Ahead of the third reading of the Finance Bill in the House of Commons last week (24th May 2021), MPs were expected to vote on two amendments that would affect the umbrella company industry.
The first called for Chancellor Rishi Sunak to review issues relating to tax avoidance and concerns workers who provide their services through intermediaries, including umbrella companies.
The second proposed that this review should examine if tweaking the off-payroll rules would either prohibit umbrella companies from operating altogether or curb their activities and, in which case, whether it would improve or worsen non-compliance.
The amendments, which were tabled by MP David Davies with the support of Iain Duncan Smith and Andrew Rosindell, were in response to the numerous reports linking umbrella companies with tax avoidance schemes and other malpractice.
Davies told the House of Commons that non-compliant umbrella companies were using “sleight of hand tactics” to skim money from contractors on their books in order to maximise their profits.
He said: “This includes: misrepresenting tax thresholds, skimming off pension contributions and other payments such as the apprenticeship levy, forcing contractors to opt out of their rights as agency workers and withholding billions in holiday pay that is legally due [to contractors].
“The frauds involved here cost the taxpayer hundreds of millions of pounds each year in lost tax, but as well as that, the boom of these non-compliant companies means that legitimate umbrella firms are being run out of business by them.”
Despite being debated at length in the Commons, the vote was denied and the amendments were not selected for inclusion in the Finance Bill. However, industry experts said the fact that it was given so much airtime can only be a good thing.
Rebecca Seeley Harris, Chair of the Employment Status Forum, and James Poyser, CEO of inniAccounts and founder of offpayroll.org.uk, issued a joint statement saying while it was “disappointing”, the debate “recognised the employment rights people lose when they are forced into an umbrella.”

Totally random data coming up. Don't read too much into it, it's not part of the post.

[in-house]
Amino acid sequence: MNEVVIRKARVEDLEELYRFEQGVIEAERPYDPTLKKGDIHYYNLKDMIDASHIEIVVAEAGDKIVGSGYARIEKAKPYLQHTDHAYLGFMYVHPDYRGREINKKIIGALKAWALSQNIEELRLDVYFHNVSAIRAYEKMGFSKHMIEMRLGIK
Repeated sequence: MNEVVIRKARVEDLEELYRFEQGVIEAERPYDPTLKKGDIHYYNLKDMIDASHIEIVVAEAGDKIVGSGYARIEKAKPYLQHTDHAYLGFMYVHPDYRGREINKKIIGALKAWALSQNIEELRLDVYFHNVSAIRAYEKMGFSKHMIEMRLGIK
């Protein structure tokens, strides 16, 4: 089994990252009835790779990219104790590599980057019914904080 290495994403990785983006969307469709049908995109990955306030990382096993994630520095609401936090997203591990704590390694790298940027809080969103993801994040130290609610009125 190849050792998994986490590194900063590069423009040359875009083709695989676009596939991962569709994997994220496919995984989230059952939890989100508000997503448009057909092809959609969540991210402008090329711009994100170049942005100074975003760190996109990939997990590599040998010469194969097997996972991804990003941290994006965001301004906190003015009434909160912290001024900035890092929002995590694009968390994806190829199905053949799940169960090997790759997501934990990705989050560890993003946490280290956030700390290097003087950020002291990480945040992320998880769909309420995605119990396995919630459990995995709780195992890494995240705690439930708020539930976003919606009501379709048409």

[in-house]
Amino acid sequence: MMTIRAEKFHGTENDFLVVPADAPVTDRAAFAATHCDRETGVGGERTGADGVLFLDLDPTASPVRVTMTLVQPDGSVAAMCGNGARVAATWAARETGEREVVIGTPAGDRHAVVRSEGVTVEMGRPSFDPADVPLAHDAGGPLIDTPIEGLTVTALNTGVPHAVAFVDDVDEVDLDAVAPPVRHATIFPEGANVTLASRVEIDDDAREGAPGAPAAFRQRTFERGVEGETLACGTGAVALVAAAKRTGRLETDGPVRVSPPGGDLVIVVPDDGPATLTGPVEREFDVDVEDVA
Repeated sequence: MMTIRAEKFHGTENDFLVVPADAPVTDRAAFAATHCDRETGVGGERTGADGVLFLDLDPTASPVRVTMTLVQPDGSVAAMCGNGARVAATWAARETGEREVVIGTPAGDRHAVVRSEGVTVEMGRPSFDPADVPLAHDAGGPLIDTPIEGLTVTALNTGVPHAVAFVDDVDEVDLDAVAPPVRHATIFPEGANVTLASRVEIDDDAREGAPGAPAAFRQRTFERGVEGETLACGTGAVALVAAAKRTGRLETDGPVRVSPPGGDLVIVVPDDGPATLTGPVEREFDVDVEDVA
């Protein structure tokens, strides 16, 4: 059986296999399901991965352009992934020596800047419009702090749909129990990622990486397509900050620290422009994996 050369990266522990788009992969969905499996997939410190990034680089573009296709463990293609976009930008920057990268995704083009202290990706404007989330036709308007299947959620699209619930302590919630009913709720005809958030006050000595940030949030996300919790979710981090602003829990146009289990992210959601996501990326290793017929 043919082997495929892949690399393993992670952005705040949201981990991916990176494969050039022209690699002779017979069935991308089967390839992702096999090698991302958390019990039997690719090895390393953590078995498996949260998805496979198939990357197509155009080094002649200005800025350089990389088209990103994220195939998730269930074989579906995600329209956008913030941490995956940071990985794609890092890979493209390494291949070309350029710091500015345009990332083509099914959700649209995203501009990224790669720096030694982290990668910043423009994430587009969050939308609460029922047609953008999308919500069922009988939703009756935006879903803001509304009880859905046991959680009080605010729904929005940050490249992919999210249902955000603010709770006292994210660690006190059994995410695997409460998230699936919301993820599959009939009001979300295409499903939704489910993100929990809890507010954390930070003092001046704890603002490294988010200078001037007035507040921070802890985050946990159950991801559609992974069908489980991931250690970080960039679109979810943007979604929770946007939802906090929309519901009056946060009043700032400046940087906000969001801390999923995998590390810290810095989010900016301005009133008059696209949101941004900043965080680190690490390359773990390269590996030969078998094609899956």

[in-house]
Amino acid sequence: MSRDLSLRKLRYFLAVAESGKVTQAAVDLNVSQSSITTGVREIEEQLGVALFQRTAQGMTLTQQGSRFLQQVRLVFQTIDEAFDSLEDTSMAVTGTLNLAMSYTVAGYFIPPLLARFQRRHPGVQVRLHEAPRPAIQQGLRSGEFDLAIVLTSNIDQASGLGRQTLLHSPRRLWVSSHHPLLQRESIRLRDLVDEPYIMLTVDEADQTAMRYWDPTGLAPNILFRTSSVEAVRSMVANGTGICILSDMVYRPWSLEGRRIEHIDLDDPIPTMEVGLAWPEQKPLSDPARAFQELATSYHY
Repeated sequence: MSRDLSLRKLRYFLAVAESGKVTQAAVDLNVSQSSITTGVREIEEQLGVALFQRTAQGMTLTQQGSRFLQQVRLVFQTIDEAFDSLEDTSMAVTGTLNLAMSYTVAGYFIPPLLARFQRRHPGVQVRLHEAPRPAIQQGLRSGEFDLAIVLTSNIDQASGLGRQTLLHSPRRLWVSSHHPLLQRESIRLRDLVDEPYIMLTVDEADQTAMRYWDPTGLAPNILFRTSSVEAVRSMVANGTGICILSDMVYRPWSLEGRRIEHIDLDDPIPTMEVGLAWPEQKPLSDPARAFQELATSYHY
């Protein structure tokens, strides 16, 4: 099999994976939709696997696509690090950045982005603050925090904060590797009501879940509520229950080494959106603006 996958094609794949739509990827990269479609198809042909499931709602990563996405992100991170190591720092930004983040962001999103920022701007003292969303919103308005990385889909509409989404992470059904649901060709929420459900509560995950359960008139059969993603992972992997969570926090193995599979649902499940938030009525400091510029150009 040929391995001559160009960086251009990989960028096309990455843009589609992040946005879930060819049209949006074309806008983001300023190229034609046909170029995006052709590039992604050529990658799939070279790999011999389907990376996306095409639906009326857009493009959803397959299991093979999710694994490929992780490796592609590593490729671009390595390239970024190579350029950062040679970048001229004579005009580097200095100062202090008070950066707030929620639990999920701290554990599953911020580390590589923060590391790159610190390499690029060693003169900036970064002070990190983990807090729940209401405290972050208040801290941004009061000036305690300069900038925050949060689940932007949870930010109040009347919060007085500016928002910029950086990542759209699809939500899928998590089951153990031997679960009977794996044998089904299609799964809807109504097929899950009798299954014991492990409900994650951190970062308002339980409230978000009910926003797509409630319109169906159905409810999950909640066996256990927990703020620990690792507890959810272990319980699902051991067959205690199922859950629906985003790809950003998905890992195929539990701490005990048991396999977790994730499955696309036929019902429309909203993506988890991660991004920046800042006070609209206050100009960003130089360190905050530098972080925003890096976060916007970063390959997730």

The pair, who recently put forward a draft policy proposal to regulate the umbrella sector, added that regulation is the only way forward and will have a “more lasting impact.”
Harris and Poyser said: “It will offer greater protection to the some 600,000 people who are being exposed to employment rights abuses and lost income through unethical, but not yet illegal payslip skims and scams, and tax evasion schemes with no independent body to turn to for help.
“[…] Self-regulation is a misnomer. For too long rogue and unethical practitioners have exploited loop-holes in tax and employment law.”
The draft policy estimates the value of unpaid holiday pay to contractors working via umbrella companies in 2016 to be at least £1.8 billion – a figure which is likely to be higher because of the pandemic.
Harris and Poyser added: “It is also our opinion, that a ban is unnecessary as there is a place for umbrellas in the labour supply chain to some extent. It is also true that there are a number of very well-run umbrellas who provide a template for success.
“[Our draft policy] addresses the current conflicts between employment policy and taxation law, recognises how the full labour supply chain operates now and will in the future, and considers the flexible ways people want to work and employers want to hire – especially pertinent as we build Britain’s recovery.
“We urge the government to review the policy and appoint a director of Labour Market Enforcement so positive steps to protect worker’s rights and HMRC revenue are made.”